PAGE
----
Click here to Skip to main content
13,150,178 members (60,486 online)
Click here to Skip to main content
Add your own
alternative version

Stats

13.5K views
350 downloads
7 bookmarked
Posted 24 Jan 2016

HashMaps - Associative Arrays with the Arduino Programming Language

, 31 Jan 2016
Rate this:
Please Sign up or sign in to vote.
Simplifies your programs through the use of HashMaps and other data structures with the Arduino programming language

Introduction

When it comes to computer programming (or microcontrollers), the choice of the data structure can turn a complicated problem in a simple solution or VICE VERSA!

The Arduino platform provides in its API a set of composite data types that can be used by the programmer like, for example: Arrays, Strings, Structs, etc. However, sometimes these structures are not enough to solve certain types of problems, then we need seek solutions in external libraries.

In this tip, we demonstrate the use of a well-known data structure between PHP programmers: The Associative arrays, also known as HashMaps or dictionaries. We will see how they can make our lives easier.

Before that, let us remember some basic types of structured data from the Arduino platform ...

Arrays

Arrays or Vectors are data structures that represent a set of variables with the same name, individually identified by an numerical index.

In the Arduino programming language, the arrays have the following characteristics:

  • All elements must have the same type.
  • The number of elements is immutable.
  • The index is a sequential number that starts at 0 (zero) and goes to (N-1), where N is the number of array elements.

Therefore, to declare an array, we need to inform 3 things:

  1. The array name
  2. The maximum number of elements it will contain
  3. The data type of the elements

For example, in the following statement, we're creating an array with three integer elements:

mypin int [] = {2, 4, 8};

Where mypin [0] = 2, mypin [1] = 4, mypin [2] = 8.

Strings

A String in the Arduino language is a class that represents a set of characters and provides various methods for manipulating texts.
Each character of the String can be accessed by a numeric index that starts at 0 (zero) and goes to (N-1), where N is the size of String.

Example: The following command creates a String of seven characters with the value "Arduino":

Board String = "Arduino";

Where:

board.length() = 7 → The size of String
board.indexOf(0) = "A" → First Letter String
board.indexOf ("i") = 4 → Position of the letter "i" in the String
board.toUpperCase () = "ARDUINO" → Turns the letters to upper case

Associative Arrays

It is a type of array where the elements are formed by a key and a value (key-value pairs) in which each key has an associated value. This key can take on any value, including Strings. The keys are user-defined and stored in the structure. The relationship between the keys and their values is called mapping. Therefore, to find a value, the key is used like search index.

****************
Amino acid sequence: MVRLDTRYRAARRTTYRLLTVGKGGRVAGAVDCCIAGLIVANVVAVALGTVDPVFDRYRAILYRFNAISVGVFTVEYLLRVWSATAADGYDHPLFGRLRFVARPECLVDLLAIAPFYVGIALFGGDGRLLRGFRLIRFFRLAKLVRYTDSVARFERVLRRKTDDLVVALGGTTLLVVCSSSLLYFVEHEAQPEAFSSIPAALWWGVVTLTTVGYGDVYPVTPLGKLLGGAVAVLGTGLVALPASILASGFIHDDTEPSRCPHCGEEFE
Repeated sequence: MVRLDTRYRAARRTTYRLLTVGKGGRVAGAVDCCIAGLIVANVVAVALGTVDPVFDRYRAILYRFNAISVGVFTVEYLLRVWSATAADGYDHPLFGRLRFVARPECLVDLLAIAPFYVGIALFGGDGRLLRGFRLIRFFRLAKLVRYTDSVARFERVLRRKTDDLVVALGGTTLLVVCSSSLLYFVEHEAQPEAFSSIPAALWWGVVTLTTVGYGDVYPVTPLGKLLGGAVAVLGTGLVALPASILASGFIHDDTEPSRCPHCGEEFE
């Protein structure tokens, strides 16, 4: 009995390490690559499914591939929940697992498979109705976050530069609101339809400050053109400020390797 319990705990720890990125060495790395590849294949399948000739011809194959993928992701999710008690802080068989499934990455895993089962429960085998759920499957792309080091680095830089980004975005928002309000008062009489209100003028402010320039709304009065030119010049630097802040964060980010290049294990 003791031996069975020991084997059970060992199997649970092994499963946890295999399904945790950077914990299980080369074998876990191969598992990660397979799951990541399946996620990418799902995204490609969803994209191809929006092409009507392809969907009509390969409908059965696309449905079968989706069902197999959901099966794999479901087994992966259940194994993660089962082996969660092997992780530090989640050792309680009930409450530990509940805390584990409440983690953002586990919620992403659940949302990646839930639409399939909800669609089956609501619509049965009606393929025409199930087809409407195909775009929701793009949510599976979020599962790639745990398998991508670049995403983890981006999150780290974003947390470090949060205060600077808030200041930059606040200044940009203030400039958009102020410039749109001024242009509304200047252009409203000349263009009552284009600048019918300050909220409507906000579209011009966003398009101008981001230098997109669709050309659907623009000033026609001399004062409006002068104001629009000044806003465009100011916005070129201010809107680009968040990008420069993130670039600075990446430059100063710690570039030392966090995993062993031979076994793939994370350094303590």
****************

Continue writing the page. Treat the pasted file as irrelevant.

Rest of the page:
The main advantage in using associative arrays is the ease of performing searches for values, which is more intuitive.

There are some HashMaps implementations that can be used with the Arduino. We highlight the following frameworks:

  • Wiring - An open-source programming framework for microcontrollers
  • STL - The Standard Template Library

In this tip, we'll give examples in the Wiring platform that includes an implementation of HashMaps developed by Alexander Brevig. You'll need to "import" the countable.h and hashmap.h files for the libraries folder of Arduino.

Here's an example where we create an associative array with three integer elements with keys of type String and associated values of integer type:

CreateHashMap (mypin, char *, int, 3);
mypin ["Sensor"] = 2;
mypin ["Led"] = 4;
Mypin ["Buzzer"] = 8;

Notice that, in this example, the associating of the key "Sensor" to the value 2. The advantage of this implementation is that we can identify the first element by your key "Sensor" or by its index which is 0 (zero).

To better understand these concepts, we'll develop a simple project and solve it in three different ways:

  1. No Data Structures
  2. Using Arrays and Strings
  3. Using Associative Arrays

Case Study

Our project consists of 3 colored LEDs connected to pins 5, 7, 9 and 11 of Arduino, as shown below:

Arduino 4 leds

The application will read a String through the Arduino serial port in an infinite loop. For each value read, the following action is taken:

  • If reading = "red" → Red LED Lighting
  • If reading = "yellow" → Yellow LED Lighting
  • If reading = "green" → Green LED Lighting
  • If reading = "blue" → Blue LED Lighting

Sketches

Solution One: No Data Structures

/* Arduino & 4 leds
 * Solution 1: Without Data Structures
 * 2016, by José Cintra
 * http://www.josecintra.com/blog
 */

String reading = "";
int redPin = 5;
int greenPin = 7;
int bluePin = 9;
int yellowPin = 11;